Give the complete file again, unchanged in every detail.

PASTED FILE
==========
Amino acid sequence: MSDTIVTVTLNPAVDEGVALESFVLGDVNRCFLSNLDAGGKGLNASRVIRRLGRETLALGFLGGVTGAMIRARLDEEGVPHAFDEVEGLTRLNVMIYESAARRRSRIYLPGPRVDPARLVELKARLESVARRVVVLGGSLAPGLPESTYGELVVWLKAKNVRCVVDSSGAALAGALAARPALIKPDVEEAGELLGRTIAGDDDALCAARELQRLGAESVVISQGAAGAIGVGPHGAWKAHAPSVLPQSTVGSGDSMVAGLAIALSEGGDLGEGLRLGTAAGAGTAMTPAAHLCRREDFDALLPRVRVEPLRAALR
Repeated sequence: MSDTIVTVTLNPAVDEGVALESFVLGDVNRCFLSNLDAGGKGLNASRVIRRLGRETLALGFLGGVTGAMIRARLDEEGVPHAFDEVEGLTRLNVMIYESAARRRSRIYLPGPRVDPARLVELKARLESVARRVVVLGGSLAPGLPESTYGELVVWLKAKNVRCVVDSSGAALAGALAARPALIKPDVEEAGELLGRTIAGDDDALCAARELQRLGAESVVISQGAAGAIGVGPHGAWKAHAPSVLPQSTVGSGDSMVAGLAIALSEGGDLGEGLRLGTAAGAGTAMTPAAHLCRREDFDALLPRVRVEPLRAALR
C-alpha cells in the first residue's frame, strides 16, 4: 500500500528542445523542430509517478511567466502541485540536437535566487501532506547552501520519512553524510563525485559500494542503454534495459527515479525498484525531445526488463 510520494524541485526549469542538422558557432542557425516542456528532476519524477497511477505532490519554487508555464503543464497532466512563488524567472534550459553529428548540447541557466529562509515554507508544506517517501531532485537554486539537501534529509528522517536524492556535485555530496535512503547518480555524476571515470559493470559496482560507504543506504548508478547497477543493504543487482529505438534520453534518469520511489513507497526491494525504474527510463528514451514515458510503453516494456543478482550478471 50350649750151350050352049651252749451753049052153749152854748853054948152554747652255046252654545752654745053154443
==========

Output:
Amino acid sequence: MSDTIVTVTLNPAVDEGVALESFVLGDVNRCFLSNLDAGGKGLNASRVIRRLGRETLALGFLGGVTGAMIRARLDEEGVPHAFDEVEGLTRLNVMIYESAARRRSRIYLPGPRVDPARLVELKARLESVARRVVVLGGSLAPGLPESTYGELVVWLKAKNVRCVVDSSGAALAGALAARPALIKPDVEEAGELLGRTIAGDDDALCAARELQRLGAESVVISQGAAGAIGVGPHGAWKAHAPSVLPQSTVGSGDSMVAGLAIALSEGGDLGEGLRLGTAAGAGTAMTPAAHLCRREDFDALLPRVRVEPLRAALR
Repeated sequence: MSDTIVTVTLNPAVDEGVALESFVLGDVNRCFLSNLDAGGKGLNASRVIRRLGRETLALGFLGGVTGAMIRARLDEEGVPHAFDEVEGLTRLNVMIYESAARRRSRIYLPGPRVDPARLVELKARLESVARRVVVLGGSLAPGLPESTYGELVVWLKAKNVRCVVDSSGAALAGALAARPALIKPDVEEAGELLGRTIAGDDDALCAARELQRLGAESVVISQGAAGAIGVGPHGAWKAHAPSVLPQSTVGSGDSMVAGLAIALSEGGDLGEGLRLGTAAGAGTAMTPAAHLCRREDFDALLPRVRVEPLRAALR
C-alpha cells in the first residue's frame, strides 16, 4: 500500500528542445523542430509517478511567466502541485540536437535566487501532506547552501520519512553524510563525485559500494542503454534495459527515479525498484525531445526488463 510520494524541485526549469542538422558557432542557425516542456528532476519524477497511477505532490519554487508555464503543464497532466512563488524567472534550459553529428548540447541557466529562509515554507508544506517517501531532485537554486539537501534529509528522517536524492556535485555530496535512503547518480555524476571515470559493470559496482560507504543506504548508478547497477543493504543487482529505438534520453534518469520511489513507497526491494525504474527510463528514451514515458510503453516494456543478482550478471 50350649750151350050352049651252749451753049052153749152854748853054948152554747652255046252654545752654745053154443